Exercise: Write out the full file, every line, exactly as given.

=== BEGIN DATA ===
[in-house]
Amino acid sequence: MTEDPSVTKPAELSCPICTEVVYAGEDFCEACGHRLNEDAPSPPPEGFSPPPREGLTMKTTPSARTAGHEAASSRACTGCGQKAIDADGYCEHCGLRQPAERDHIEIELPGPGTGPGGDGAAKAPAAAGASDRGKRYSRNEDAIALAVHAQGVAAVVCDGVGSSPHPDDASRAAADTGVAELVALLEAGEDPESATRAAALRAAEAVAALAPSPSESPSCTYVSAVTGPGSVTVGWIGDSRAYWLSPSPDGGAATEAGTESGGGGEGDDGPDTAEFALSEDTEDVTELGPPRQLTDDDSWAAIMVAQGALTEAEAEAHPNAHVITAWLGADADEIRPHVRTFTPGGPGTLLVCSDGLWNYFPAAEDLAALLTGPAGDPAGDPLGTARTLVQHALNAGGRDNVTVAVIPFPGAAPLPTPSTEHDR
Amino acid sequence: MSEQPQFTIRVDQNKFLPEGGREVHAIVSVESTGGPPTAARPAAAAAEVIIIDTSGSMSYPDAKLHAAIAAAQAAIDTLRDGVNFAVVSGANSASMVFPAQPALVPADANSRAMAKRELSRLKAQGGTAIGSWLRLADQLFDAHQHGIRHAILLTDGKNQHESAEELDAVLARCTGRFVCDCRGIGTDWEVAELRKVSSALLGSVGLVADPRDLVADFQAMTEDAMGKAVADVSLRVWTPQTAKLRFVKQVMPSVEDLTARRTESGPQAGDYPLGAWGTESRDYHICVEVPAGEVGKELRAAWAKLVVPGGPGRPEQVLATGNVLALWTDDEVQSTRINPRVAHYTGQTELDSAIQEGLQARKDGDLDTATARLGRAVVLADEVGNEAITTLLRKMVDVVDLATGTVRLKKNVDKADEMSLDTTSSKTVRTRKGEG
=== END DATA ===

[in-house]
Amino acid sequence: MTEDPSVTKPAELSCPICTEVVYAGEDFCEACGHRLNEDAPSPPPEGFSPPPREGLTMKTTPSARTAGHEAASSRACTGCGQKAIDADGYCEHCGLRQPAERDHIEIELPGPGTGPGGDGAAKAPAAAGASDRGKRYSRNEDAIALAVHAQGVAAVVCDGVGSSPHPDDASRAAADTGVAELVALLEAGEDPESATRAAALRAAEAVAALAPSPSESPSCTYVSAVTGPGSVTVGWIGDSRAYWLSPSPDGGAATEAGTESGGGGEGDDGPDTAEFALSEDTEDVTELGPPRQLTDDDSWAAIMVAQGALTEAEAEAHPNAHVITAWLGADADEIRPHVRTFTPGGPGTLLVCSDGLWNYFPAAEDLAALLTGPAGDPAGDPLGTARTLVQHALNAGGRDNVTVAVIPFPGAAPLPTPSTEHDR
Amino acid sequence: MSEQPQFTIRVDQNKFLPEGGREVHAIVSVESTGGPPTAARPAAAAAEVIIIDTSGSMSYPDAKLHAAIAAAQAAIDTLRDGVNFAVVSGANSASMVFPAQPALVPADANSRAMAKRELSRLKAQGGTAIGSWLRLADQLFDAHQHGIRHAILLTDGKNQHESAEELDAVLARCTGRFVCDCRGIGTDWEVAELRKVSSALLGSVGLVADPRDLVADFQAMTEDAMGKAVADVSLRVWTPQTAKLRFVKQVMPSVEDLTARRTESGPQAGDYPLGAWGTESRDYHICVEVPAGEVGKELRAAWAKLVVPGGPGRPEQVLATGNVLALWTDDEVQSTRINPRVAHYTGQTELDSAIQEGLQARKDGDLDTATARLGRAVVLADEVGNEAITTLLRKMVDVVDLATGTVRLKKNVDKADEMSLDTTSSKTVRTRKGEG